The Museum of Archaeology and Ethnology at Simon Fraser University
        Although archaeology is NOT math, we do
use some numbers (we can call them Codes).
spinning compass
You've probably noticed by now that the site we are about
to take a virtual journey through is called DhRl 16. Kind of a
weird name for a site eh?? Well, that is not the REAL name, that is
the Borden Number of the site.  Borden Numbers tell us where a
site is in Canada by having certain letters and numbers correspond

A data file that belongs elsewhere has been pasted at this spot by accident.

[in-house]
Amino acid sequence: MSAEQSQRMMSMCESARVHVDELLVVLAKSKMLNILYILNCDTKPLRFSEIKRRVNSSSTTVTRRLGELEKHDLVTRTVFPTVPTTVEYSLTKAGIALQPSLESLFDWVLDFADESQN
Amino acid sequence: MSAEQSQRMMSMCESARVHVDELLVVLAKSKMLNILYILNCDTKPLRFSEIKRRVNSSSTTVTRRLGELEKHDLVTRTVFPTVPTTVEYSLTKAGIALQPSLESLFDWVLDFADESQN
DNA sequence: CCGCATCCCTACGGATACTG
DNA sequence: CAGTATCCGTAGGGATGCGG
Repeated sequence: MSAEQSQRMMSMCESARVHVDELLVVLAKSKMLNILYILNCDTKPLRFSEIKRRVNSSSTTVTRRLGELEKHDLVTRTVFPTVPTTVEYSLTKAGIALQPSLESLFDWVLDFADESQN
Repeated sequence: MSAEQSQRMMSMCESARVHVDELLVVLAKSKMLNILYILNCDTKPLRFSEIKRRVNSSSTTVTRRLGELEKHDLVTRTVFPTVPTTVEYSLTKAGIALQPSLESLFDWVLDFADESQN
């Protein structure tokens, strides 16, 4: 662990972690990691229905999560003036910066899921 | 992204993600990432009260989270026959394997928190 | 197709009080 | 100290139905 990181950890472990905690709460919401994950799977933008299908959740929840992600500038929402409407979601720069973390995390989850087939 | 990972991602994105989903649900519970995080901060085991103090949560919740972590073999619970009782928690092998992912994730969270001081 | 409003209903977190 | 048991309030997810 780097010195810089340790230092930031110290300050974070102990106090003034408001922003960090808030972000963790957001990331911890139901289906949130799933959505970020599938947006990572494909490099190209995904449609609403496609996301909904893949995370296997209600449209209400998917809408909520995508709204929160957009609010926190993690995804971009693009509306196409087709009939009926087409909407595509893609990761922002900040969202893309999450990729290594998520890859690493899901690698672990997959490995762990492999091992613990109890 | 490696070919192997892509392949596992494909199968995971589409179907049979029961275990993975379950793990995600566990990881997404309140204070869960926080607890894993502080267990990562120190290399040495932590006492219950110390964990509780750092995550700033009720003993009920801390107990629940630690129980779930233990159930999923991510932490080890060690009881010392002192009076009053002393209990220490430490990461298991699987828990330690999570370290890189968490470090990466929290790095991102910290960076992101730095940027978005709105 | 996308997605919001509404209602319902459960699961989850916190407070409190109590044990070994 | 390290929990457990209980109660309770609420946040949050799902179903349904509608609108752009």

with a certain place.  If you have the grid 'code', then you will
know where the site is.  Borden Numbers sort of work the way
that longitude and latitude numbers do. For instance, there isn't
'really' an equator line that we can see, we just say that it is there
to make things easier to map and understand.  Borden Numbers too,
don't 'really' exist but we use them as one of our codes.
Archaeologists also use codes like dates:BP Before Present

B.C.E. - Before Common Era

C.E. - Common EraBC Before Christ

A.D. Anno Domini, which means 'in the year of the Lord' in   Latin.This is easy to remember as After Death, as in Christ.

For more information on dates like B.C. and A.D.,
take a look at this page!